A Supreme Court decision should settle the issue completely allowing refunds for taxpayers in all jurisdictions or for no one. But a Supreme Court decision ruling could still be a long time coming, and challenges in other circuits (if the Supreme Court does not hear the case) could take years to resolve. So, taxpayers in all circuits should consider filing protective refund claims. Taxpayers outside of the Sixth Circuit should keep in mind that their claims are likely to be denied and the two-year window to file suit starts as soon as they receive the notice of denial. The statute of limitations to file a protective refund claim for 2009 (all four quarters) does not expire until April 15, 2013, so taxpayers can still wait for several months before filing a protective claim to keep 2009 open.

Responding to a denied claim

A protective claim is contingent on a future event that may not be determinable until after the time period for filing a claim expires. The IRS will generally delay action on a protective claim until the contingency is resolved but has been denying protective claims made outside the Sixth Circuit by arguing that CSX is settled and controlling in all other jurisdictions.

Taxpayers who have received or will receive a notice of disallowance on a protective claim have four options:

1. File an administrative appeal with the IRS within 30 days after the notice is issued.

2. Request the IRS to reconsider the disallowance in light of the Quality Stores ruling.

3. Bring a lawsuit immediately against the IRS.

4. Reserve the right to file suit in federal court (i.e., wait and see).

The first and second options appear unlikely to succeed. Taxpayers with a significant refund at stake who believe they could receive a favorable decision in their district court or their circuit can consider bringing suit themselves. But most taxpayers should wait and preserve their protective claim while the cases develop. Even if the Supreme Court does not take up Quality Stores, the IRS position is likely to be challenged in other circuits. Taxpayers have only two years from the date of receipt of an IRS notice of disallowance to file suit in federal court to seek an order overturning the IRS's decision, but can file Form 907 when this deadline approaches. The IRS must accept and sign Form 907 for the form to be effective and has generally been accepting two-year extensions.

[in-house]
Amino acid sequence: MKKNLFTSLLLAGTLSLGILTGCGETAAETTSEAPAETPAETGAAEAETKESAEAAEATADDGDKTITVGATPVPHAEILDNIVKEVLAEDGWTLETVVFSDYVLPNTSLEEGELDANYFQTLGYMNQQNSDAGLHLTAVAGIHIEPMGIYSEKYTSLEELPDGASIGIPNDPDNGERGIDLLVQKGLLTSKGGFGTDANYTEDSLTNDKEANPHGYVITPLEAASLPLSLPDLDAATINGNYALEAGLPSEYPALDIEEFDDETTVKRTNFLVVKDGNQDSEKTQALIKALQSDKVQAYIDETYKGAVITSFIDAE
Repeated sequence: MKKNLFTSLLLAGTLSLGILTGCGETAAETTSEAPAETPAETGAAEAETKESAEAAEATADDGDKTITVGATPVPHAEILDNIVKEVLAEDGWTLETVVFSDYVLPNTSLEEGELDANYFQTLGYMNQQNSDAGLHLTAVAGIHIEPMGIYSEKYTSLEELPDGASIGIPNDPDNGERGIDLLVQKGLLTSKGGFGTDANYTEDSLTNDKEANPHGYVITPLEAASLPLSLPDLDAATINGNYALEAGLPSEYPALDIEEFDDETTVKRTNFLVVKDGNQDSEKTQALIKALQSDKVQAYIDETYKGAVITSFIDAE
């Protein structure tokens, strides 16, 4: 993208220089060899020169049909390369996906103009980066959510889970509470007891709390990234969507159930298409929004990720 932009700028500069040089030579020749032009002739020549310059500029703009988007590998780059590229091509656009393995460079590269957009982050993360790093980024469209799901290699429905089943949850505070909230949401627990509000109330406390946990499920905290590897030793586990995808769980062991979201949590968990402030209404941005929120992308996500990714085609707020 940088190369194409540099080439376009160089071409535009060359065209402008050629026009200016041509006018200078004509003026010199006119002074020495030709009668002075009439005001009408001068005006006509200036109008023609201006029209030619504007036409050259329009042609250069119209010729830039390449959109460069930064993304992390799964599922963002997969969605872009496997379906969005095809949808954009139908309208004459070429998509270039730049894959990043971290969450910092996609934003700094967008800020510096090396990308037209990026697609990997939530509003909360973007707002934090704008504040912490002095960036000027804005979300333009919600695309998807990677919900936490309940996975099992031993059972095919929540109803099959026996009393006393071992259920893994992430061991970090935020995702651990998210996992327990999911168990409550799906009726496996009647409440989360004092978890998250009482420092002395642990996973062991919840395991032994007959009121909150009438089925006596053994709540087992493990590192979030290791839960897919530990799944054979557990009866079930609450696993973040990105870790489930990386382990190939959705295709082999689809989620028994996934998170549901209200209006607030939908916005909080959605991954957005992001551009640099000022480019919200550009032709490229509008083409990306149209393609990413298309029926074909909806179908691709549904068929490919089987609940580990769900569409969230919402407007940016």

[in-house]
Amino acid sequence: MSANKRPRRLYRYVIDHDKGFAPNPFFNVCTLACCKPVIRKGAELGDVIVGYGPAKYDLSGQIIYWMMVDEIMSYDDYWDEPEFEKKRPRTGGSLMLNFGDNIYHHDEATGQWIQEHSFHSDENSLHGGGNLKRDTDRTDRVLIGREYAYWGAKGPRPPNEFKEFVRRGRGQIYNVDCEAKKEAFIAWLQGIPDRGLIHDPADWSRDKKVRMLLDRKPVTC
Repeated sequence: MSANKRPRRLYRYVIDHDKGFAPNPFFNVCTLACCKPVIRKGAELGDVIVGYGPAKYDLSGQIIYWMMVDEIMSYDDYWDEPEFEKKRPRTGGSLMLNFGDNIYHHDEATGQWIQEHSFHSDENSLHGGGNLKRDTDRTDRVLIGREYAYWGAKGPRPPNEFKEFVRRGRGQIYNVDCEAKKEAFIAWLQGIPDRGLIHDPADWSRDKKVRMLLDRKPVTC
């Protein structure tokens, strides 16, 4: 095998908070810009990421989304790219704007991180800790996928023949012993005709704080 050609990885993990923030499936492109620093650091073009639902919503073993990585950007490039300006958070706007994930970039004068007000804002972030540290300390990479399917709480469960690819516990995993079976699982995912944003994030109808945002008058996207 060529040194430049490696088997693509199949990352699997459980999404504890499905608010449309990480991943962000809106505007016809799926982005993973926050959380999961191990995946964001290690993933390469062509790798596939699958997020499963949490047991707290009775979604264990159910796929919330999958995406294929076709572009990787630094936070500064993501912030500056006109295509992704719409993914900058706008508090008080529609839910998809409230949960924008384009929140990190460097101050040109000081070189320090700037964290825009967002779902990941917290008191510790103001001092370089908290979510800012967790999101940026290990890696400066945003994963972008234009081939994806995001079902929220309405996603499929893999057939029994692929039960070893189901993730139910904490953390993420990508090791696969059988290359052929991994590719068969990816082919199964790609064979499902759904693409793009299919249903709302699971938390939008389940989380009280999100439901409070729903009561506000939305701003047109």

Filing a FICA refund claim

FICA protective refund claims may be filed without notifying the affected employees. To file an actual refund claim (rather than a protective claim) for the employer's share of FICA tax, however, the employer must first make a reasonable attempt to notify the affected employees of the availability of the refund and offer to file a refund claim on behalf of the employees for the employees' share of FICA tax. To file a refund claim on the employee's behalf, the employee must provide the employer with a written statement certifying that the employee will not file a refund claim directly with the IRS and also provide written consent for the employer to file the refund claim on the employee's behalf. If employees cannot be located and/or do not provide their written consent, the employer may file a refund claim for just the employer's share of FICA tax.

To ultimately file an actual refund claim, employee wage information must be preserved. Because it may take several years for the appeals process to conclude, employers should act now to maintain and preserve the wage information necessary to file actual refund claims.

The content of this article is intended to provide a general guide to the subject matter. Specialist advice should be sought about your specific circumstances.